Zotero lacked a number of features needed for legal writing, and Asian language support (Chinese, Japanese, Korean) was not yet there. I have a tendency to tinker on things anyway, but those particular feature sets have been my main excuse for meddling in the project.

What kind of development have you done so far for Zotero?
The main things I’ve done are the CSL processor that Zotero 2.1 uses to format references (citeproc-js), and the multilingual branch of Zotero (MLZ), which several of us hope to see in production one day down the road. Both projects have been great experiences.

Zotero development benefits from an amazing range of expertise among its contributors, and the core team’s insistence on standards-based solutions has a very positive ripple effect across the community. In addition to input from CSL designers Bruce D’Arcus and Rintze Zelle, citeproc-js has been kept in line by numerous commenters, ranging from members of the core team, through Zotero contributors and users, to developers working in entirely separate CSL-related projects. The feedback really has been invaluable.

Early adoption of MLZ by Avram Lyon and Stephan de Spiegeleire’s team at The Hague Center for Strategic Studies moved the development goalposts much faster than would otherwise have been the case. There is plenty left to be done for multilingual, but it is largely thanks to Avram and others that the path forward is clearly in our sights.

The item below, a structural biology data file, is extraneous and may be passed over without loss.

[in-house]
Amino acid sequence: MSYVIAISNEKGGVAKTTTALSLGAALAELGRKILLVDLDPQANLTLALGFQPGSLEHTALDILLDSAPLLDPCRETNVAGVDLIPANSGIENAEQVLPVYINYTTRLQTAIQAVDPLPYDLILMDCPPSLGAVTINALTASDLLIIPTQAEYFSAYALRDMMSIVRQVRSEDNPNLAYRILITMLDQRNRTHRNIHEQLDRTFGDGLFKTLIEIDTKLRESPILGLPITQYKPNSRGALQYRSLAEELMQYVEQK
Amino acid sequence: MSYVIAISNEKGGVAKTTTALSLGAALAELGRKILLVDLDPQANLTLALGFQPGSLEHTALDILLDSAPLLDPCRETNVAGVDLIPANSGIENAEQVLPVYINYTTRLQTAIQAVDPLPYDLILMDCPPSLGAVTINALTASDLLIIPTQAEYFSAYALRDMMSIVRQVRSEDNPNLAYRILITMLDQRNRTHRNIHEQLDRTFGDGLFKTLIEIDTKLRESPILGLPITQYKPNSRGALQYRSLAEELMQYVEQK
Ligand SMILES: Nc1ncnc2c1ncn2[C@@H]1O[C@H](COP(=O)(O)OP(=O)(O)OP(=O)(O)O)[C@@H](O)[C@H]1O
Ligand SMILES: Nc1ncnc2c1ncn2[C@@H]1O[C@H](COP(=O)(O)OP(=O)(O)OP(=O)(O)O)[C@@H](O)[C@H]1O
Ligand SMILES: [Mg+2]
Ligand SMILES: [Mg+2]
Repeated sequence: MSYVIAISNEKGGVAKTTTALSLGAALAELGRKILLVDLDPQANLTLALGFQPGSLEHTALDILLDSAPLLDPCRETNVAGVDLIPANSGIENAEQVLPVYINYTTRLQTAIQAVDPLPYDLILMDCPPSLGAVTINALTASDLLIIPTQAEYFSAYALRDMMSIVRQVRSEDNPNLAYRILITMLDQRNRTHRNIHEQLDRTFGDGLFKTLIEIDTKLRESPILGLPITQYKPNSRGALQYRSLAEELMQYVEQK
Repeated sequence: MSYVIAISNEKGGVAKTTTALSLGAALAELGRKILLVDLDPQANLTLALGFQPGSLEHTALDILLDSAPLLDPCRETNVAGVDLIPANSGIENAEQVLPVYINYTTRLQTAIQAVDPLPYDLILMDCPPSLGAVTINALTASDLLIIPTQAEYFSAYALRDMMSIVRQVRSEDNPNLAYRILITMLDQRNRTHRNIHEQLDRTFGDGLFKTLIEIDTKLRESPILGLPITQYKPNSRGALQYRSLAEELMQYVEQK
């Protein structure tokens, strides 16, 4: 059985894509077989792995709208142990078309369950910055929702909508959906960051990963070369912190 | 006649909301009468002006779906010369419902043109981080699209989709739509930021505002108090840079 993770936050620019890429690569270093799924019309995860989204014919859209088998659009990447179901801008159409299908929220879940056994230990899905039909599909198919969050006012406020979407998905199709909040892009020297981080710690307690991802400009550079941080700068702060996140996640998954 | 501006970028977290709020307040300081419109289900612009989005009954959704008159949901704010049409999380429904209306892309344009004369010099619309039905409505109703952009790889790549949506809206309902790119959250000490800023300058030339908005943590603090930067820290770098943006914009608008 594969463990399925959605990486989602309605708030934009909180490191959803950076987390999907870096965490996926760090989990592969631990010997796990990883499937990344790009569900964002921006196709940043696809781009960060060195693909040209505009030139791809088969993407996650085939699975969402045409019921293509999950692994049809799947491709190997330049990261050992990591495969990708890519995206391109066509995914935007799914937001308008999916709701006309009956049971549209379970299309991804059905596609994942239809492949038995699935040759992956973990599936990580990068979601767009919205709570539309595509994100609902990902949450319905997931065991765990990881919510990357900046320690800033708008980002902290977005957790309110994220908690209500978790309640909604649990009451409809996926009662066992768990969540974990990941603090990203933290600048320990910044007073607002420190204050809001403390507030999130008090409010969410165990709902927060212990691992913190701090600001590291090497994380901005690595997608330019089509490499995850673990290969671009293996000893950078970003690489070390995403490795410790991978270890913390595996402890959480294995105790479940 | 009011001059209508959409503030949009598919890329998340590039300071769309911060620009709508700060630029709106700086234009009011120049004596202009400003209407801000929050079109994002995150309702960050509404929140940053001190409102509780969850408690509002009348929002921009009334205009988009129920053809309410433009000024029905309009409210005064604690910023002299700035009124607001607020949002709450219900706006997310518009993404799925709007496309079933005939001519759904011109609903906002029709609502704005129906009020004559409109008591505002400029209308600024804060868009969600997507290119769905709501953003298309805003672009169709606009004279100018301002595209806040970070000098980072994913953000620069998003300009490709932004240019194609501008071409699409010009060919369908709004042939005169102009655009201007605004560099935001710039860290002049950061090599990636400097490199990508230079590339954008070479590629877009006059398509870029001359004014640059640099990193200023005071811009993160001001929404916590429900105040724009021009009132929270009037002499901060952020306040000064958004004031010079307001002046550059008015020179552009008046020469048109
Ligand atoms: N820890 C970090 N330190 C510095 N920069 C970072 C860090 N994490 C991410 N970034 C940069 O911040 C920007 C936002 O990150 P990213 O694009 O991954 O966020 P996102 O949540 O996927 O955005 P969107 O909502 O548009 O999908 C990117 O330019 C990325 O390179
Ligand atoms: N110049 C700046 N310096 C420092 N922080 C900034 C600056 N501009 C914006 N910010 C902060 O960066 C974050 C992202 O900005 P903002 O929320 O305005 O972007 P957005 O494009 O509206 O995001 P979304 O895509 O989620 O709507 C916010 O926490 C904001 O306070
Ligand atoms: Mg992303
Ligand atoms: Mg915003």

Anything cool planned for the future?
I’m looking at producing a legal research and writing guide for Zotero, aimed at law students, to provide consistent guidelines for handling a variety of legal sources. With coordinated development of the main legal styles, it should tie in nicely with some important legal metadata initiatives underway within the free access to law communities of Europe and North America. It’s nice to see things falling into place, and I’m pretty confident that we will be able to offer improved legal referencing support in Zotero in the reasonably near future.

Community Spotlight: Sebastian Karcher

His nickname “adamsmith” may ring a bell to Zotero community developers, political scientists, or anyone who has had citation style questions on the forums. Zotero interviews Sebastian Karcher and in doing so learns his motivation for authoring citation styles, translators, and why he chose the name of a famous Capitalist as the pseudonym for his open source work.

Name and Occupation:sebastian karcher
Sebastian Karcher
Ph.D. Candidate in Political Science, Northwestern University

How long have you been using Zotero?